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E.T ceramic lamp in small size, available in sand or off-white.
Handmade in France.
Ceramics and Stoneware
Keeping her child\'s soul: this is the intention of A.Délie, a multifaceted artist whose colorful, playful and joyful universe is inspired by the spontaneity of childhood and its brightly colored games such as as legos and puzzles.
Adélie Ducasse grew up in the islands, New Caledonia and Réunion, where she developed her taste for colors and primitive shapes.
Later, it is in California, that she reconnects with the feelings of her childhood. She lived there for a while and returned there often to enjoy her sunshine, her lifestyle and to be inspired by the modernist architecture that characterizes the region.
The geometric abstraction of these creations has its origins in her passion for mathematics - an extension of her childhood games - which she studied at university. This science has allowed him to construct his abstract thought and requires real gymnastics of the mind, which forges creativity.
Adélie\'s first professional life was spent in the big fashion houses in Paris and New York, where she developed luxury shoes. The work of this very technical object gives her a vision of 3-dimensional forms, allowing her now to transform concepts into objects.
Adélie loves natural materials and works with craftsmen with unique know-how. She uses ceramics to shape design objects and sculptures with her own hands, giving them a unique appearance and expressive personality. From it is reborn the joyful naivety and poetry of childhood.
The body of work in this collection consists of pieces by Greek designers of the mainland and the diaspora, or international professionals who live and work in Greece. As a common theme we tackle the elusive notion of “Greekness” and how this transpires through the work of seemingly diverse and distinct individuals. In our attempt to define “Greekness”, we aim to raise questions about how this plays out in the work presented.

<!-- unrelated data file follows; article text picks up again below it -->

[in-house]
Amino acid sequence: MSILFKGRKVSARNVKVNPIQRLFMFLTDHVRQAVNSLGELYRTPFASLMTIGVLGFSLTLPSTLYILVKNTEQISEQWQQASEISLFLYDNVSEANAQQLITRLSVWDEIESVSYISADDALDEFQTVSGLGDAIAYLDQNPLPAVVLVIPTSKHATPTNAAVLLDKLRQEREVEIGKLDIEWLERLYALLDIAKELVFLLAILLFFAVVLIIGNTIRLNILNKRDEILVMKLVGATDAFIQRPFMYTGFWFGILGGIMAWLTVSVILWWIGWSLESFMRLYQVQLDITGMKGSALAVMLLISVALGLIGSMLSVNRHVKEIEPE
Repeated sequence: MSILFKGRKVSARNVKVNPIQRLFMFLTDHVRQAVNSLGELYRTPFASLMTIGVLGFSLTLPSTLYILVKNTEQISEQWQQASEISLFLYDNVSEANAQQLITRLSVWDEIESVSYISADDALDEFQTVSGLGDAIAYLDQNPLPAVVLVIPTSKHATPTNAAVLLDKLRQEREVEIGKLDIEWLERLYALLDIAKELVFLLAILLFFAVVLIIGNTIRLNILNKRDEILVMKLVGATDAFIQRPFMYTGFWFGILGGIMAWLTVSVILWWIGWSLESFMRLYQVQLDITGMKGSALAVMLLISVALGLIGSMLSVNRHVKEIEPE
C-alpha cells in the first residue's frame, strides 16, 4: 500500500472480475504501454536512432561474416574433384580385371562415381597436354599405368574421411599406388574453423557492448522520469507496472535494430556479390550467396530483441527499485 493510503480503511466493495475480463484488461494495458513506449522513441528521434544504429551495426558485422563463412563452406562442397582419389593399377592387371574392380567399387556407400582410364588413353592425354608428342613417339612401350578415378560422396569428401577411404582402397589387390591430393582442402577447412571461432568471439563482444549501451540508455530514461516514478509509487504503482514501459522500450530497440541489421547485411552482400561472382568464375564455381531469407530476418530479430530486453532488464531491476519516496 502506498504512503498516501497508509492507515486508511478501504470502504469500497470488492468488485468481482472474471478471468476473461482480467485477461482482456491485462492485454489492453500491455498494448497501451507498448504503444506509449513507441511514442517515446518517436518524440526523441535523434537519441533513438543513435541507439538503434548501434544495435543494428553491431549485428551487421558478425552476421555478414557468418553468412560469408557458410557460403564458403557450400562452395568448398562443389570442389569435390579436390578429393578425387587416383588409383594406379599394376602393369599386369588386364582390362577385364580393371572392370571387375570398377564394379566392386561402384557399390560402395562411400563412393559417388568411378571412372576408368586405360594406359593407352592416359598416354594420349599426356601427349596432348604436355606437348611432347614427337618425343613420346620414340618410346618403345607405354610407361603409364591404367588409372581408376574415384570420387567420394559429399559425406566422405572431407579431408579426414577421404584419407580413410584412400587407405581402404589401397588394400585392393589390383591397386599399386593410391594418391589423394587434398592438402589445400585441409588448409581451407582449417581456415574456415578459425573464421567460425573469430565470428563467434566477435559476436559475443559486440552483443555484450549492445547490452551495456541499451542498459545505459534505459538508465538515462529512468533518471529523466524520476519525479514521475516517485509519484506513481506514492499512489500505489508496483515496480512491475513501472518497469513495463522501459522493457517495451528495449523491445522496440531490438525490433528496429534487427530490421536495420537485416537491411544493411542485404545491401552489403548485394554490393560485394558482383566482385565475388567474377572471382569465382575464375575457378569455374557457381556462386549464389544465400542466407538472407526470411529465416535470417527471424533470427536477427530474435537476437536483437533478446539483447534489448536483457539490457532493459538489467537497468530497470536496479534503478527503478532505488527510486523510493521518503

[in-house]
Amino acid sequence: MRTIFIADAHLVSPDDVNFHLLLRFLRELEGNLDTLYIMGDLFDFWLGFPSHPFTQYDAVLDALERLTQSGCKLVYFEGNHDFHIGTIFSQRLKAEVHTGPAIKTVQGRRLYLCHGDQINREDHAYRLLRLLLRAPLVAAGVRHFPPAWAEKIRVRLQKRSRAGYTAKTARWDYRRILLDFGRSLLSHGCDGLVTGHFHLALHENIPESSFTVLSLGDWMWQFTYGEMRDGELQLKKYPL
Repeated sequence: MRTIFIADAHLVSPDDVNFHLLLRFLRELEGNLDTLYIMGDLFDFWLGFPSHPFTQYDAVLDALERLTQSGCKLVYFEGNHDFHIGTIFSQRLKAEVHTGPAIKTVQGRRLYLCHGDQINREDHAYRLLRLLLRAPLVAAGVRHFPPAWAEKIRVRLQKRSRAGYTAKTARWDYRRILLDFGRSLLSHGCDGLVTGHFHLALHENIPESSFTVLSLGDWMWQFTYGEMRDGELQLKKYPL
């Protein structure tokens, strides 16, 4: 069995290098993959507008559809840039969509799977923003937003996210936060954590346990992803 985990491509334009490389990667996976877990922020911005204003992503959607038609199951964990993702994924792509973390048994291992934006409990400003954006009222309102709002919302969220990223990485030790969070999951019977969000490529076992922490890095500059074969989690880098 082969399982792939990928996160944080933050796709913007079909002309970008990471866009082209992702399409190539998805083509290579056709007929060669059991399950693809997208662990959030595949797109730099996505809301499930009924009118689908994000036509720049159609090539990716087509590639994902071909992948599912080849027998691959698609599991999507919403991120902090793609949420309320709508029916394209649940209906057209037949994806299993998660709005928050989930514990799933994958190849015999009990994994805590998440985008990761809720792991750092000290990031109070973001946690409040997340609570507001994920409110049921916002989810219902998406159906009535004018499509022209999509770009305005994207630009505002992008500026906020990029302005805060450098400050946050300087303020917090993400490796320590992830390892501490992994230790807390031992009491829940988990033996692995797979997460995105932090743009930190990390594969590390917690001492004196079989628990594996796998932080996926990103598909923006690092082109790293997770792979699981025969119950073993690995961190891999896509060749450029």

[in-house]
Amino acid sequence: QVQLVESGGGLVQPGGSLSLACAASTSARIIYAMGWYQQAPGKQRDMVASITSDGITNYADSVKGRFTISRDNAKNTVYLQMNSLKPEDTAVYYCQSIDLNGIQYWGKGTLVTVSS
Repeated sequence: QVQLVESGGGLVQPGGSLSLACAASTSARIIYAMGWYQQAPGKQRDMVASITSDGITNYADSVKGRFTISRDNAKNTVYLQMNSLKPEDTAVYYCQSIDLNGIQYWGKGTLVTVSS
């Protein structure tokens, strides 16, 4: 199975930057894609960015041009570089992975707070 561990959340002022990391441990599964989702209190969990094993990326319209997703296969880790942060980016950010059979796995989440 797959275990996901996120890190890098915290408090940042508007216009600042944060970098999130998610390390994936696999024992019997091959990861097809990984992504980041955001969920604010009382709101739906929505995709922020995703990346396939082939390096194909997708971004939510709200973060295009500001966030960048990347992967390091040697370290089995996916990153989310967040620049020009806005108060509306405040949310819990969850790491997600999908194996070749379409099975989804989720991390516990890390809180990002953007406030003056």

How do Greek designers view their identity? Is it through their effort to decipher their heavy heritage? Is form important in order to achieve a predisposed classic elegance, or is a philosophical disposition towards shape more poignant? Could it be simply a resourcefulness and DIY ethic to make up for the absence of design infrastructure?
How do Greek designers based abroad deal with their background? Could it be that they simply ignore it in order to finally free themselves? Is there a certain amount of innovation necessary in order to channel it into the new environment?
Finally, how do foreign designers see their work influenced by their Greek surroundings? Is it the reference through the use of noble materials such as marble or the abundance of natural light that makes their work unquestionably Greek? Or could it be something else they were seeking when they decided to move here, something abstract like humour or drama? Could their arrival finally mean a departure from Greek heritage’s self-reference?
The pieces that we present might seem ill-matched, but they share an important core element. They are confident in their narrative of a personal story of identity, that is either at peace or against the Greek archetype. Through this communication, they all describe a culturally mature and vibrant scene that is finally extroverted and coming of age.
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